As a longtime participant in the iPhone hacking community, I have often been asked just what I think about the iPhone SDK. I'll take a moment to reward those of you who have purchased this book with an answer. In short, Apple's iPhone SDK adds some very nice high-level functionality to clean up an otherwise hideous mess. Deep underneath the SDK's comfy pillows rests a very disorganized and poorly designed set of frameworks, but some of that ugly was also very functional in areas where the SDK is not. The SDK is certainly good enough to write a high-quality, functional application for the AppStore (if it weren't, I wouldn't be writing about it). The interfaces provided by the SDK are written well enough for most good developers to design good software, but most people are unaware of the functionality that isn't available to them. For those who cut their teeth in the open source world, the iPhone SDK is still a point of contention.

If you're unfamiliar with the politics surrounding the SDK, there are two sets of developer interfaces: those provided by the SDK, and those that Apple uses. While there is some overlap between the two, I wrote about many classes and frameworks you've never heard of in my book iPhone Open Application Development (O'Reilly). You've never heard of them because they are not available in the SDK. Many of us in the early iPhone hacking community discovered them by breaking into the iPhone's operating system directly. Throughout many weeks of dumping symbol tables, classes, and experimenting by trial and error, we mapped out the genome for the iPhone's user interface kit as well as many other frameworks, including many that are now private. It is these low-level APIs that developers use when building iPhone software with the open source tool chain, and the same low-level APIs that we found many of Apple's applications taking advantage of to do things the SDK didn't quite allow for.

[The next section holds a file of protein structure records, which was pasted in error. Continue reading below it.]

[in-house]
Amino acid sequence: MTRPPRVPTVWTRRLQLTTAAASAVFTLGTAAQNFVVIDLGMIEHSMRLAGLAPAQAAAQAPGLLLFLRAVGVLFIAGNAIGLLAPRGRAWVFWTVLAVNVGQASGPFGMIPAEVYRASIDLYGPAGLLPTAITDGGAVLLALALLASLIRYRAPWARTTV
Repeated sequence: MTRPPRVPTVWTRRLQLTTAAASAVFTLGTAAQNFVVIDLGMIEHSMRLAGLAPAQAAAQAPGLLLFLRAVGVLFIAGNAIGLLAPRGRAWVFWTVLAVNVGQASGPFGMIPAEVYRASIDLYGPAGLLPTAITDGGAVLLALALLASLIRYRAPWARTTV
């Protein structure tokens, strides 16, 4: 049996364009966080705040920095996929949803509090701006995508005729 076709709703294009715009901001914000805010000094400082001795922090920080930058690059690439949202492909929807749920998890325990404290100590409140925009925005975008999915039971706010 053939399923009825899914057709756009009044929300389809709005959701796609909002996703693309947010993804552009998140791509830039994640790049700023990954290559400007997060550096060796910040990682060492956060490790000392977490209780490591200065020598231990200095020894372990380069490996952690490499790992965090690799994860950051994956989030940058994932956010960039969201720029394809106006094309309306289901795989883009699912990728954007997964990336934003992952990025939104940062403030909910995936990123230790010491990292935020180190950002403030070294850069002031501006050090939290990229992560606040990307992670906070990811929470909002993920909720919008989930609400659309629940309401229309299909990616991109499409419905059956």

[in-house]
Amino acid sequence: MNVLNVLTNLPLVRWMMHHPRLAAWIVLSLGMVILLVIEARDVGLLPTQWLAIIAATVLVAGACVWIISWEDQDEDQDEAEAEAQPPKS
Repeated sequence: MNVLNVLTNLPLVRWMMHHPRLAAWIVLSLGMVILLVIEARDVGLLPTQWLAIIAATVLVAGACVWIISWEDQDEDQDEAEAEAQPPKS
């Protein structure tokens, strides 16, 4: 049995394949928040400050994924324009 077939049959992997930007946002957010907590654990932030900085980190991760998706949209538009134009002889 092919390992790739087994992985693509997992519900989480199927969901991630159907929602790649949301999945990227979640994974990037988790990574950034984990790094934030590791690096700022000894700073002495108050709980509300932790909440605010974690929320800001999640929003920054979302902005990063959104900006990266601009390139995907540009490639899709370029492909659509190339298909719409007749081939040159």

These low-level APIs are what give open tool chain developers an edge over SDK developers, and in my opinion, offer a better development framework than Apple's SDK. Many of the frameworks on the device have been quietly privatized, making their functionality unavailable to AppStore developers. Not coincidentally, much of this functionality appears to be what is crucial for building applications that Apple might consider to be competitive with their own preloaded software. Of these, the greatest offenses include restricting the Core Surface framework, which would have given SDK developers the ability to render raw pixels directly to a screen layer and incorporate the use of graphics accelerators. Without this framework available, you'll have a difficult time squeezing performance out of applications that require 2D rendering, such as custom movie players, video recorders, or high performance 2D games like my free Nintendo emulator. This is also a key framework needed in order to write applications such as Flash or Java with any degree of performance. Another set of APIs you'll find missing is the ability to interface with iTunes music. This is why the SDK version of Nate True's Tap Tap Revolution no longer picks songs from your iTunes library, and why you'll only find cool music applications like SynchStep (which plays music to the rhythm of your steps) in a third-party repository. Even simple functionality, such as the ability to run in the background or display status bar icons, exists only when using APIs that are restricted from the AppStore. Needless to say, the open source iPhone compiler lets you do many things that the SDK cannot, which some would speculate is designed to ensure Apple will forever have the competitive edge in the iPhone software market.